On July 21, 2022, the U.S. Fish and Wildlife Service (“FWS”) rescinded its 2020 final rule that clarified how the agency would consider and evaluate particular areas for exclusion from a critical habitat designation pursuant to Section 4(b)(2) of the Endangered Species Act (“ESA”). 87 Fed. Reg. 43,433 (“Final Rule”). The rescission takes effect on August 22, 2022, at which point FWS will revert back to considering exclusions from critical habitat pursuant to the regulations at 50 C.F.R. § 424.19 and a joint 2016 Policy with the National Marine Fisheries Service (“NMFS”). FWS notes one important distinction—discretionary decisions not to exclude an area from critical habitat are judicially reviewable.
Background on Promulgation of Critical Habitat Exclusion Procedures
In February 2016, FWS and NMFS (collectively, the “Services”) issued a joint policy describing how they implement their authority to exclude areas from critical habitat (“2016 Policy”). Following the Supreme Court’s conclusion in Weyerhaeuser Co. v. U.S. Fish & Wildlife Service, 139 S. Ct. 361 (2018), that decisions not to exclude areas from critical habitat are judicially reviewable, FWS issued a final rule on December 18, 2020, expanding on the joint 2016 Policy and seeking to provide “transparency, clarity, and certainty to the public and other stakeholders” on how FWS conducts its discretionary exclusion analysis pursuant to ESA section 4(b)(2) due to economic, national security, and other relevant impacts. 85 Fed. Reg. 82,376.
During President Biden’s first week in office, he issued Executive Order 13990, which required the Services to review certain agency actions for consistency with the new Administration’s policy objectives. As a result of this review, the Services identified several ESA regulations promulgated in 2019 and 2020 to be rescinded, revised, or reinstated by the current Administration, including the 2020 final rule revising the FWS process for considering exclusions from critical habitat designations.
FWS expressed concern that the 2020 final rule “unduly constrains the Service’s discretion in administering the [ESA], potentially limiting or undermining the Service’s role as the expert agency and its ability to further the conservation of endangered and threatened species through designation of their critical habitats.” In October 2021, FWS issued a proposed rule to rescind these regulations. See VNF’s prior alert on the proposed rule here.
Rescission of FWS’s Critical Habitat Exclusion Procedures
In the Final Rule, as justification for the rescission, FWS states that its 2020 final rule is “problematic” for three reasons. First, it limits or undermines FWS’s role as the expert agency responsible for administering the ESA because it potentially gives undue weight to outside parties in guiding the Secretary’s statutory authority to exclude areas from critical habitat designations. Second, the ruleset established by the 2020 final rule, as to when and how the Secretary will exercise the discretion to exclude areas from critical habitat designations, constrains FWS’s discretion and decreases the ability to further the conservation of endangered and threatened species through designation of their critical habitats. Finally, FWS found that the 2020 final rule did not accomplish the goal of providing clarity and transparency because implementing different section 4(b)(2) regulations from those that NMFS applies (i.e., 50 C.F.R. § 424.19) could result in different outcomes in analogous circumstances or multiple possible analyses for species over which the Services share jurisdiction (e.g., sea turtle species, Atlantic salmon). Finding that these reasons applied to all portions of the regulation, FWS declined to retain any of the promulgated procedures.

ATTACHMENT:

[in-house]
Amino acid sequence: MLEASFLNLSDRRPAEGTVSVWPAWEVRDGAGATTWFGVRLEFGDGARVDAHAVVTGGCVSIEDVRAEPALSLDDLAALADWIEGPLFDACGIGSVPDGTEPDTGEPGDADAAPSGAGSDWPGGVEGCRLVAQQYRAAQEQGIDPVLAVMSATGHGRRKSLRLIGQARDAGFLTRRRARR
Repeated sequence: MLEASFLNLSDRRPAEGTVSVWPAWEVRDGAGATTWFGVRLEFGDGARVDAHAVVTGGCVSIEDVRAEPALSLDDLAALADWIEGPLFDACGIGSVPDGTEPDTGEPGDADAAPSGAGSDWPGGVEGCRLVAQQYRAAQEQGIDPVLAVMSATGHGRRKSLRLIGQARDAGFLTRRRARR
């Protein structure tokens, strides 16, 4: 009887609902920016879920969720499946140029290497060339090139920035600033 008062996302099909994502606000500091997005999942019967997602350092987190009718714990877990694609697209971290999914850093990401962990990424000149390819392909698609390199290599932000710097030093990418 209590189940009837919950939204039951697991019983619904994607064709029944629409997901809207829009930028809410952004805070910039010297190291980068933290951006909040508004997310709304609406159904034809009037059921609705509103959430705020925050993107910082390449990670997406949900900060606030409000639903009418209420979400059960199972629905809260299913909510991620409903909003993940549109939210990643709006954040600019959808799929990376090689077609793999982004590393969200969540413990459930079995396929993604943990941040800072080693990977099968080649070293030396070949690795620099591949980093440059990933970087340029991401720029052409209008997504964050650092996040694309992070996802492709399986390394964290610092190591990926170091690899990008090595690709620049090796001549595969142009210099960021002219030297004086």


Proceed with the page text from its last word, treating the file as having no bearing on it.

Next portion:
After the rescission goes into effect on August 22, 2022, FWS will revert to applying the joint 2016 Policy and the regulations at 50 C.F.R. § 424.19 to address exclusions from critical habitat designations. Recognizing the Supreme Court’s holding in Weyerhaeuser that decisions not to exclude areas under section 4(b)(2) are judicially reviewable, FWS states that it will always explain its decisions not to exclude particular areas for which exclusion has been requested. FWS claims that this explanation will consider the best scientific data available, including the strength of the information provided by the proponent in support of the designation. Based on prior practices, this assurance is not likely to provide the regulated community with needed certainty or transparency, as the decisions on whether to exclude a particular area from a critical habitat designation have frequently been made with little insight, consistency, or explanation.
For More Information
Van Ness Feldman counsels clients on ESA compliance and, when necessary, litigates to protect clients’ interests. If you would like more information about the implementation of the ESA, please contact Tyson Kade, Joe Nelson, or any member of the firm’s Endangered Species & Wildlife Practice.